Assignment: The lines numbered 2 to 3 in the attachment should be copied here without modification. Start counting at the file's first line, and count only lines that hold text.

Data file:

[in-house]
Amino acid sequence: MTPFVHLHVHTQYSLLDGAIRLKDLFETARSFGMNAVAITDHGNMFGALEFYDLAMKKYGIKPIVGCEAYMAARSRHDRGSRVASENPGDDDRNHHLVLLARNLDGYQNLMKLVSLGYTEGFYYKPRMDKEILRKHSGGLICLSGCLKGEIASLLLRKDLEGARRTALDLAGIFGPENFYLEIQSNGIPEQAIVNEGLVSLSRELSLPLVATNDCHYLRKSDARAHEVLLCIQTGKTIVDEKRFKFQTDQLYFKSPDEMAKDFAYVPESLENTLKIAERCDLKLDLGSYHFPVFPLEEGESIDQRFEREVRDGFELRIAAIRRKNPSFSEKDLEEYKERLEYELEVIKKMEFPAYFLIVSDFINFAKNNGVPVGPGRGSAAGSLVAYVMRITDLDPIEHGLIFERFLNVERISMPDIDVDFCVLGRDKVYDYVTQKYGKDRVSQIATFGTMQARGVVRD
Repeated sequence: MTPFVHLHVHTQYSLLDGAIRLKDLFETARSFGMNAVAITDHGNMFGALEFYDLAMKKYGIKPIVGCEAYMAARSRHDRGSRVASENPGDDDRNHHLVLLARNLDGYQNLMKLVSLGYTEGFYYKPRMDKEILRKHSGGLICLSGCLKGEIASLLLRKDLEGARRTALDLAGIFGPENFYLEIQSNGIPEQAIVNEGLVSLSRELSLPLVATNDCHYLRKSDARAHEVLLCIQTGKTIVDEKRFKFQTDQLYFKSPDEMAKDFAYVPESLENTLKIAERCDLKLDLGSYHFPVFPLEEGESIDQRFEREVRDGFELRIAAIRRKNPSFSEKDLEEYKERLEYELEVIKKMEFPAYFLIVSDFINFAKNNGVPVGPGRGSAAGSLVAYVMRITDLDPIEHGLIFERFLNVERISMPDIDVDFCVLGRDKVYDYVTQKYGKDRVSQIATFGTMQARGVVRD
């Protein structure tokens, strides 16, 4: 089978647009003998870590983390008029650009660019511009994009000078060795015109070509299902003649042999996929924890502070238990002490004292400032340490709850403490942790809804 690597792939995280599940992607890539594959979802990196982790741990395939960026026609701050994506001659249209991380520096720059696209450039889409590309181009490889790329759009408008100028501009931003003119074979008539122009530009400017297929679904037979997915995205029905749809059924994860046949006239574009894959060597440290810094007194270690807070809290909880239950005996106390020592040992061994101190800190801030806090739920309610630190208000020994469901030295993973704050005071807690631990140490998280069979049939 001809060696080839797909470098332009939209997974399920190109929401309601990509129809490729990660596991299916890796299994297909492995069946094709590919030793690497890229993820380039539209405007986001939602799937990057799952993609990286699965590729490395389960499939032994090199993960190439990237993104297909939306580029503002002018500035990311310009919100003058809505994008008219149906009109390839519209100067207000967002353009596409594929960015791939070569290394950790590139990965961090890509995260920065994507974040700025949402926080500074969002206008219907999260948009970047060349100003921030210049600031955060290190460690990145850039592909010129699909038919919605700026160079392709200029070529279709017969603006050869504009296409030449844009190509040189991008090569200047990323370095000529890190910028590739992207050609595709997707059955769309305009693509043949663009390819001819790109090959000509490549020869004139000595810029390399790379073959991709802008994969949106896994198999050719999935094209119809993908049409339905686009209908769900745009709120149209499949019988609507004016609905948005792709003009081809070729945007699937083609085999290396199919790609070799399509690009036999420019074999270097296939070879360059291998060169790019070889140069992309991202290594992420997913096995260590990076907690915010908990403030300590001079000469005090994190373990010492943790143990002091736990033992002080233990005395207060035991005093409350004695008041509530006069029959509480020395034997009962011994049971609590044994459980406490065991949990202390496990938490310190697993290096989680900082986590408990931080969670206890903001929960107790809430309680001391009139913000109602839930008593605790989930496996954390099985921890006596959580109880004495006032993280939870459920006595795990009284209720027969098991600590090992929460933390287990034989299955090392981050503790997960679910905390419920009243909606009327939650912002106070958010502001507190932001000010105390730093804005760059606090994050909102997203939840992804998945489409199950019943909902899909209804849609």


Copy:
Amino acid sequence: MTPFVHLHVHTQYSLLDGAIRLKDLFETARSFGMNAVAITDHGNMFGALEFYDLAMKKYGIKPIVGCEAYMAARSRHDRGSRVASENPGDDDRNHHLVLLARNLDGYQNLMKLVSLGYTEGFYYKPRMDKEILRKHSGGLICLSGCLKGEIASLLLRKDLEGARRTALDLAGIFGPENFYLEIQSNGIPEQAIVNEGLVSLSRELSLPLVATNDCHYLRKSDARAHEVLLCIQTGKTIVDEKRFKFQTDQLYFKSPDEMAKDFAYVPESLENTLKIAERCDLKLDLGSYHFPVFPLEEGESIDQRFEREVRDGFELRIAAIRRKNPSFSEKDLEEYKERLEYELEVIKKMEFPAYFLIVSDFINFAKNNGVPVGPGRGSAAGSLVAYVMRITDLDPIEHGLIFERFLNVERISMPDIDVDFCVLGRDKVYDYVTQKYGKDRVSQIATFGTMQARGVVRD
Repeated sequence: MTPFVHLHVHTQYSLLDGAIRLKDLFETARSFGMNAVAITDHGNMFGALEFYDLAMKKYGIKPIVGCEAYMAARSRHDRGSRVASENPGDDDRNHHLVLLARNLDGYQNLMKLVSLGYTEGFYYKPRMDKEILRKHSGGLICLSGCLKGEIASLLLRKDLEGARRTALDLAGIFGPENFYLEIQSNGIPEQAIVNEGLVSLSRELSLPLVATNDCHYLRKSDARAHEVLLCIQTGKTIVDEKRFKFQTDQLYFKSPDEMAKDFAYVPESLENTLKIAERCDLKLDLGSYHFPVFPLEEGESIDQRFEREVRDGFELRIAAIRRKNPSFSEKDLEEYKERLEYELEVIKKMEFPAYFLIVSDFINFAKNNGVPVGPGRGSAAGSLVAYVMRITDLDPIEHGLIFERFLNVERISMPDIDVDFCVLGRDKVYDYVTQKYGKDRVSQIATFGTMQARGVVRD